Phospho-p44/42 MAPK (Erk1/2) Cell Signaling Technology 4370
Rabbit monoclonal anti E cadherin Cell Signaling Technology 3195S
Rabbit monoclonal anti-KRT 14 Abcam AB-ab181595
β actin MP Biomedicals 691001
β catenin Cell Signaling Technology 9582S
Cell lines
Culture Media, Chemicals and Reagents
Bradford Reagent Bio-Rad 30015484
BSA Amresco 0332-TAM-50G
DAPI fluoromount Southern Biotech 0100-20
DMEM Biological Industries Israel Beit-Haemek Ltd. 01-055-1A
ECL (Westar Supernova and Westar Nova 2.0) Cyanagen XLS3.0100 and XLS071.0250
FBS Biological Industries Israel Beit-Haemek Ltd. 04-127-1A
HBSS Sigma H6648
Heparin - Agarose Sigma H6508
Isolate II Genomic DNA Kit Bioline BIO-52066
MgCl2 Panreac AppliChem 300283
NaCl Bio Lab Ltd 1903059100
PBS Biological Industries Israel Beit-Haemek Ltd. 02-023-1A
PEI Polysciences 23966-1
Pen Strep Solution Biological Industries Israel Beit-Haemek Ltd. 03-031-1B
PFA Santa Cruz Biotechnology 30525-89-4
Phosphatase inhibitor cocktail Biotool B15001A/B
Protease inhibitor cocktail MilliporeSigma P2714-1BTL
Tris buffer MERCK Millipore 648311-1KG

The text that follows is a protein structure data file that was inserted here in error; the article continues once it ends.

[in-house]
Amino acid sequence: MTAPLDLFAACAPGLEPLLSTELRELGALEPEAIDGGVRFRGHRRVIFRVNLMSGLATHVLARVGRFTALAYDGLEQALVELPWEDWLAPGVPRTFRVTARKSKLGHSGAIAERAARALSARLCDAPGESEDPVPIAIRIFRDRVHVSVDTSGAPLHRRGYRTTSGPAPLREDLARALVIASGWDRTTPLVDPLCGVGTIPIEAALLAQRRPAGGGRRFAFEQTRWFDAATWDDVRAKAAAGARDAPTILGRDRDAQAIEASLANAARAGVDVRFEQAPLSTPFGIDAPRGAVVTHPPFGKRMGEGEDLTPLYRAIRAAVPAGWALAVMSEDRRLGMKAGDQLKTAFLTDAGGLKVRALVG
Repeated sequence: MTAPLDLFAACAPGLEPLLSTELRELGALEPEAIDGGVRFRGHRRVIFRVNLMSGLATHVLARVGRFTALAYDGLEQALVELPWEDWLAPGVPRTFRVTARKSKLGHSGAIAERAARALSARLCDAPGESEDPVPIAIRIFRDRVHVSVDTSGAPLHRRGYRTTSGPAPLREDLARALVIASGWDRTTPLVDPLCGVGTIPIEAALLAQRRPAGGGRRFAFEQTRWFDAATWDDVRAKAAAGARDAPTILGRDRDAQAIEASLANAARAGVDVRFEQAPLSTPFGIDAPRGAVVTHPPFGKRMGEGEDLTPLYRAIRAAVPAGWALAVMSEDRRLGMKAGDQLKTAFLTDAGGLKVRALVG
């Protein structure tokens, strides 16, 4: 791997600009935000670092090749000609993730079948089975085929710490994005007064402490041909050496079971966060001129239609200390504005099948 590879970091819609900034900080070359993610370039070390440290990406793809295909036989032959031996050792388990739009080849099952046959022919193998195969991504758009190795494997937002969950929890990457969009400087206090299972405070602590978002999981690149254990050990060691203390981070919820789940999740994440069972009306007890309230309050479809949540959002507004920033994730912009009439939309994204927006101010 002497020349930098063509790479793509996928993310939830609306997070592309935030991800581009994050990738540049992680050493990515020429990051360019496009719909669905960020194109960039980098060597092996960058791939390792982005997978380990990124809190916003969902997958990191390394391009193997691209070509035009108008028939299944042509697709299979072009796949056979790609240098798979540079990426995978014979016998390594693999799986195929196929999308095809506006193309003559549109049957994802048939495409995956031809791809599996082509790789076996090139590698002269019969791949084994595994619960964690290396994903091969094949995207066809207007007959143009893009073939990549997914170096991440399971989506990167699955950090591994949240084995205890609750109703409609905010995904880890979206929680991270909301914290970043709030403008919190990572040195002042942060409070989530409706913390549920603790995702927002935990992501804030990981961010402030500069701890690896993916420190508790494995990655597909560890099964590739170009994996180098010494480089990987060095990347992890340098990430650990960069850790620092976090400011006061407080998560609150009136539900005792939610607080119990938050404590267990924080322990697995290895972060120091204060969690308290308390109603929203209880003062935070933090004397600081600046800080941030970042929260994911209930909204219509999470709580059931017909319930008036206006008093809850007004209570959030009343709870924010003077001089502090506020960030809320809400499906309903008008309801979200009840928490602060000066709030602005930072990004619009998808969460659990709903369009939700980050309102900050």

Benzonase Sigma E1014
Collagenase IV Thermo Fisher Scientific 17104019
DNAse Thermo Fisher Scientific 18047019
Hyaluronidase MilliporeSigma H3506
Trypsin Biological Industries Israel Beit-Haemek Ltd. 03-050-1B
Glass wares
Cover slips Bar Naor BNCB00130RA1
Slides Bar Naor BN9308C
Mouse strains
C57BL/6 Envigo
B6;129-Gt(ROSA)26Sortm1(CAG-cas9*,-EGFP)Fezh/J Jackson labs 24857
NOD.CB17-Prkdc-scid/NCr Hsd (Nod.Scid) Envigo
AAV pCM109 EFS Cre sg APC sg Kras sg P53- Kras HDR Broad Institute of MIT Kind gift from Dr Randall J Platt and Dr. Joseph Rosenbluh, Broad Institute of MIT and Harvard, Cambridge, MA 02142, USA
AAV 2/9 capsid vector Addgene 112865
pAD Delta F5 helper Ben Gurion University of the Negev Provided by Dr Daniel Gitler, Department of Physiology and Cell Biology, Faculty of Health Sciences, and Zlotowski Center for Neuroscience, Ben-Gurion University of the Negev, Beer-Sheva 84105, Israel.
Plastic wares
Amicon-ULTRA filter 100 KDa Millipore UFC910024
0.22 µm sterile filters, 4 mm Millex SLGV004SL
0.45 µm sterile filters, 13 mm Millex SLHV013SL
Culture plates Greiner Bio-One
Falcon tubes Greiner Bio-One



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In Vitro Establishment of a Genetically Engineered Murine Head and Neck Cancer Cell Line using an Adeno-Associated Virus-Cas9 System
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Prasad, M., Jagadeeshan, S., Scaltriti, M., Allon, I., Elkabets, M. In Vitro Establishment of a Genetically Engineered Murine Head and Neck Cancer Cell Line using an Adeno-Associated Virus-Cas9 System. J. Vis. Exp. (155), e60410, doi:10.3791/60410 (2020).More

Prasad, M., Jagadeeshan, S., Scaltriti, M., Allon, I., Elkabets, M. In Vitro Establishment of a Genetically Engineered Murine Head and Neck Cancer Cell Line using an Adeno-Associated Virus-Cas9 System. J. Vis. Exp. (155), e60410, doi:10.3791/60410 (2020).